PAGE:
Three-phase power distribution involves three AC voltage lines which are 120 degrees or 2 \pi / 3 radians out of phase with each other. The mathematics of this gives rise to several desirable physical properties, like constant power transfer and rotating magnetic fields, because of the trigonometric identity

\cos (\theta) + \cos (\theta - \frac{2 \pi}{3}) + \cos (\theta - \frac{4 \pi}{3}) = 0

Cosine sum-to-product identity Edit

To derive this, we'll need a couple of other common trigonometric identities. First recall that

\cos (\alpha + \beta) = \cos \alpha \cos \beta - \sin \alpha \sin \beta

\cos (\alpha - \beta) = \cos \alpha \cos \beta + \sin \alpha \sin \beta

Add these to get the product-to-sum identity

\cos (\alpha + \beta) + \cos(\alpha - \beta) = 2 \cos \alpha \cos \beta

Substitute \theta = \alpha + \beta and \phi = \alpha - \beta to finally get the sum-to-product identity

\cos \theta + \cos \phi = 2 \cos (\frac{\theta + \phi}{2}) \cos (\frac{\theta-\phi}{2})

Three-phase identity Edit

With this sum-to-product identity we can now start the derivation proper:

\cos (\theta) + \cos (\theta - \frac{2 \pi}{3}) + \cos (\theta - \frac{4 \pi}{3})

= 2 \cos \left( \frac{\theta + (\theta - \frac{2 \pi}{3})}{2} \right) \cos \left( \frac{\theta - (\theta - \frac{2 \pi}{3})}{2} \right) + \cos (\theta - \frac{4 \pi}{3})


= 2 \cos (\theta - \frac{\pi}{3}) \cos ( \frac{\pi}{3} ) + cos(\theta - \frac{4 \pi}{3})

= 2 \cos (\theta - \frac{\pi}{3}) \cdot \frac{1}{2} + cos(\theta - \frac{4 \pi}{3})

= \cos (\theta - \frac{\pi}{3}) + \cos (\theta - \frac{4 \pi}{3})

Using the sum-to-product identity again

\cos (\theta - \frac{\pi}{3}) + \cos (\theta - \frac{4 \pi}{3})

= 2 \cos \left( \frac{(\theta - \frac{\pi}{3}) + (\theta - \frac{4 \pi}{3})}{2} \right) \cos \left( \frac{(\theta - \frac{\pi}{3}) - (\theta - \frac{4 \pi}{3})}{2} \right)

Which simplifies to

= 2 \cos (\theta - \frac{5 \pi}{6}) \cos ( \frac{\pi}{2} ) = 0

as the cosine of pi/2 is zero. Q.E.D.

Constant Power Transfer Edit

A three-phase voltage supply will deliver constant instantaneous power to a star- or delta-connect resistive load. The instantaneous power is the sum of power of each of the three phases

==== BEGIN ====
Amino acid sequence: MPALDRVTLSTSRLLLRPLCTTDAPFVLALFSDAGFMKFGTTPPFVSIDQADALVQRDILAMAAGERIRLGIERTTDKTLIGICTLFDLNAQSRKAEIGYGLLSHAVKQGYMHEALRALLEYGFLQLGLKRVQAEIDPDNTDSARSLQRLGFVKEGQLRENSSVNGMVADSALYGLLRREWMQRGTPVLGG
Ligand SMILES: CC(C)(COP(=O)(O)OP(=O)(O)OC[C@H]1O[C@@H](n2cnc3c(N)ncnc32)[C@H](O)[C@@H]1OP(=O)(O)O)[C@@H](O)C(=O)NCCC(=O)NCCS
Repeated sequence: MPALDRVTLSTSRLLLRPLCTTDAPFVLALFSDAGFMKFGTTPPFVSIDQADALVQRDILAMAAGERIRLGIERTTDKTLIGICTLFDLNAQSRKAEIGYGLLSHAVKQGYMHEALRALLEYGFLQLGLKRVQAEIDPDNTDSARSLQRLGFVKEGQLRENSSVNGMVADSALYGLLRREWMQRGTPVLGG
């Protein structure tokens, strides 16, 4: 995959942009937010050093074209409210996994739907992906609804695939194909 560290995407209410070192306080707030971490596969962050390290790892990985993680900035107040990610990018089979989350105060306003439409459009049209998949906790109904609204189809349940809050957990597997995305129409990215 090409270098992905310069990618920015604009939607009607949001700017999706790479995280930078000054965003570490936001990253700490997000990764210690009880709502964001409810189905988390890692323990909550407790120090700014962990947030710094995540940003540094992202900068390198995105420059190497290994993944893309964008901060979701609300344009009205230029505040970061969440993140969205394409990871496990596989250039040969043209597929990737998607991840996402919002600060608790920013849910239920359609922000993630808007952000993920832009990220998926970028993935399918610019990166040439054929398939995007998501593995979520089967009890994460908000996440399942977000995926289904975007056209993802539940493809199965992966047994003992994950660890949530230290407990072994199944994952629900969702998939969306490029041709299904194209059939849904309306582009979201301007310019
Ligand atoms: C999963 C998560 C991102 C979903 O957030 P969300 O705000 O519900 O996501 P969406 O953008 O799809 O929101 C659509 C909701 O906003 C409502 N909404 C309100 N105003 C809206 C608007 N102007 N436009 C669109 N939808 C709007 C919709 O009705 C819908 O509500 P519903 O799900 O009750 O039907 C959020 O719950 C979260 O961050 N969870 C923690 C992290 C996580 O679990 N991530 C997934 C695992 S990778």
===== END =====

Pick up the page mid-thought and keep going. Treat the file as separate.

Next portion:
P = P_A + P_B + P_C = V \cos (\omega t) \cdot I \cos (\omega t - \phi) + V \cos (\omega t - \frac{2 \pi}{3}) \cdot I \cos (\omega t - \frac{2 \pi}{3} - \phi) + V \cos (\omega t - \frac{4 \pi}{3}) \cdot I \cos (\omega t - \frac{4 \pi}{3} - \phi)

P = V I \left( \cos (\omega t) \cos (\omega t - \phi) + \cos (\omega t - \frac{2 \pi}{3}) \cos (\omega t - \frac{2 \pi}{3} - \phi) + \cos (\omega t - \frac{4 \pi}{3}) \cos (\omega t - \frac{4 \pi}{3} - \phi) \right)

Using the product-to-sum identity for each phases term,

P = V I \left( \frac{\cos ( 2 \omega t - \phi) + \cos (\phi)}{2} + \frac{\cos ( 2 \omega t - \frac{4 \pi}{3} - \phi) + \cos (\phi)}{2} + \frac{\cos ( 2 \omega t - \frac{8 \pi}{3} - \phi) + \cos (\phi)}{2} \right)

= V I \left(\frac{ 3 \cos \phi } {2} + \frac{\cos ( 2 \omega t - \phi) + \cos ( 2 \omega t - \phi - \frac{2 \pi}{3}) + \cos ( 2 \omega t - \phi - \frac{4 \pi}{2})}{2} \right)

The second term in the above expression is the three-phase identity, which sums to zero. So we have

P = \frac{3}{2} V I \cos \phi = 3 V_{rms} I_{rms} \cos \phi

which is constant.

Rotating Magnetic Field Edit

A three-phase supply hooked up to coils offset by 120 degrees will generate a rotating magnetic field, making induction motors possible.

When each phase is distributed in a sinusoidal-distributed winding with N turns, the turn 'density' distribution by angle (for phase A) is

n_{sa} = \frac{N_s}{2} \sin (\theta)

The magneto-motive force (m.m.f.) produced by this winding is

\Im_a = \int_\theta^{\theta+\pi} n_{sa} i_a d (\theta) = N_s i_a \cos (\theta)

Phases B and C are the same, but offset by 2pi/3 and 4pi/3 respectively.

When supplied from a balanced 3-phase supply, the current in phase A is i_a = I \cos (\omega t). Again, phases B and C are the same but offset by 2pi/3 and 4pi/3 respectively. The m.m.f. becomes

\Im_a = N_s \left( I \cos(\omega t) \right) \cos (\theta) = N_s I \cos (\omega t) \cos (\theta)

The total m.m.f. of the three windings is thus

\Im(\theta) = \Im_a + \Im_b + \Im_c = N_s I \left( \cos(\omega t) \cos (\theta) + \cos(\omega t - \frac{2 \pi}{3}) \cos (\theta - \frac{2 \pi}{3}) + \cos(\omega t - \frac{4 \pi}{3}) \cos (\theta - \frac{4 \pi}{3}) \right)

Using the product-sum identity for each term, we get

\Im(\theta) = N_s I \left( \frac{\cos ( \omega t - \theta) + \cos (\omega t + \theta)}{2} + \frac{\cos ( \omega t - \theta ) + \cos (\omega t + \theta - \frac{4 \pi}{3})}{2} + \frac{\cos ( \omega t - \theta ) + \cos (\omega t + \theta - \frac{8 \pi}{3})}{2} \right)

= N_s I \left(\frac{ 3 \cos (\omega t - \theta) } {2} + \frac{\cos (\omega t + \theta) + \cos (\omega t + \theta - \frac{2 \pi}{3}) + \cos (\omega t + \theta - \frac{4 \pi}{3})}{2} \right)

The second term in the above expression is the three-phase identity, which sums to zero. So we have

\Im(\theta) = \frac{3 N_s I}{2} \cos (\omega t - \theta)

This represents a revolving magnetic field (m.m.f.) rotating around the air gap at an angular speed of \omega rad/sec.

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